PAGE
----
It does seem a little odd that Meursault doesn’t show any feeling for his mother. After all, she raised him for a great part of his life. However, when put into context, this is normal for Meursault, who is never shown really displaying any kind of emotion, besides when he was yelling at the chaplain. There are lots of parallels to this lack of affection, such as Salamano and his dog, who do love each other but cannot display it through traditional ways, or the young man in jail with his mother, who cannot do anything but look at each other through the bars, stuck a few feet away from each other. These parallels show how even though Meursault seemingly treats his mother neutrally and acts like he doesn’t really care whether she died or not, he is affected by the loss just as much as anyone else would be by the death of their mother. “I probably did love Maman, but that didn’t mean anything… What I can say for certain is that I would rather Maman hadn’t died.” (Pg. 65) Meursault isn’t really sure how to put his relationship with his mother. He loves her, but he cannot put that into words or actions. Again, he is like a child, who can feel the emotions and can understand what is happening but cannot speak for themselves why they are feeling those emotions, or express those emotions out loud. “I would have liked to have tried explaining to him cordially, almost affectionately, that I had never been able to truly feel remorse for anything. My mind was always on what was coming next, today or tomorrow.” (Pg. 100) Here the prosecutor is claiming that because Meursault has never felt any remorse for the murder, then he must not have regretted it, so therefore he is a monster. However, Meursault has never really been able to show or feel remorse or anything like that, as all he puts his mind to is the future, not the past. He sees something he is interested in, and forgets all else.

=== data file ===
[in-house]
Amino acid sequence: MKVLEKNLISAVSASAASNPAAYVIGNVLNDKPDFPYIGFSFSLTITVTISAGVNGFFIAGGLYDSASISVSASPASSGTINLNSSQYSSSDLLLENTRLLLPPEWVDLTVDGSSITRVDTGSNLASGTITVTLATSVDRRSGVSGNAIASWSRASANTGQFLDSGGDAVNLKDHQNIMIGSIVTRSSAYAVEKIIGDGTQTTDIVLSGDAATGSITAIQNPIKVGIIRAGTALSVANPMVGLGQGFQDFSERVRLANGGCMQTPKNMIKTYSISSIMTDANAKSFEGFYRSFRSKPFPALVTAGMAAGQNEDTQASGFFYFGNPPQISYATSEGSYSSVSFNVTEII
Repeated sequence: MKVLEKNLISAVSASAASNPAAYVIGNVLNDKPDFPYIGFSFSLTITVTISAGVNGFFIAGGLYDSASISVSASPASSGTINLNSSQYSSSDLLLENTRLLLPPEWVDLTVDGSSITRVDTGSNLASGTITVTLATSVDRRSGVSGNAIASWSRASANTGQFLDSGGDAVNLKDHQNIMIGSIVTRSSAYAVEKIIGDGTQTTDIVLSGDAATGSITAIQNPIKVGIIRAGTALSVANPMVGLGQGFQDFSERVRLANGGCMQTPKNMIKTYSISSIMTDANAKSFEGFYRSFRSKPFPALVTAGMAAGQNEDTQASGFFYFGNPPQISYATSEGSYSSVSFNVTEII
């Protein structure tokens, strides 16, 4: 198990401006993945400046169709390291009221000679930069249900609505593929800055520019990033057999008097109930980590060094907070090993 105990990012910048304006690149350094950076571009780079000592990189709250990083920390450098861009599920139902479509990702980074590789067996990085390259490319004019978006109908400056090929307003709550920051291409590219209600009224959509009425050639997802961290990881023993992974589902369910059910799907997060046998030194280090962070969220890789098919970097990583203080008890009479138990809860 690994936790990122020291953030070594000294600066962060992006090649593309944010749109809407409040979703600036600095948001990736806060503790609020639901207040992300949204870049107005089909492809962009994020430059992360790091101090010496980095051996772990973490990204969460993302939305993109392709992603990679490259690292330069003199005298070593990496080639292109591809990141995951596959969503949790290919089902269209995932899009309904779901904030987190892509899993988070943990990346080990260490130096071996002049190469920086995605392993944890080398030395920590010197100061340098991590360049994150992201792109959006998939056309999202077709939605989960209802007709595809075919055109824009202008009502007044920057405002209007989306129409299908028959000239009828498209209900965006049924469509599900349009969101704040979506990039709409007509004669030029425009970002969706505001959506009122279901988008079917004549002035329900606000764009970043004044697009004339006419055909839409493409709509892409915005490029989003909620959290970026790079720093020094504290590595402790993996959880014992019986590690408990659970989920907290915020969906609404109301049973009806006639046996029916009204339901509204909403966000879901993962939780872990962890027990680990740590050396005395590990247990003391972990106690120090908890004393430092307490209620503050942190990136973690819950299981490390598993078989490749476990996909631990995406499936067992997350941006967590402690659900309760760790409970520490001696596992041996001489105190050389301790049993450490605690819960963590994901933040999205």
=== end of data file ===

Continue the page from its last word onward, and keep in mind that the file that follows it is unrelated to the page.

Camus has created a book where the main character is a ‘stranger’ to society, and who doesn’t get why people do things. It is fitting that in the end, Meursault comes to grips with his death, which he views as inevitable, and embraces his role as a stranger to society. He finally realizes that he is different from everybody else, and accepts that. Now, he wishes for himself to be proved right, and for society to hate him and will his death to come quickly. This reinforced my idea of Meursault as a child, because he has no more will to live anymore, and only wants for himself to be proved right.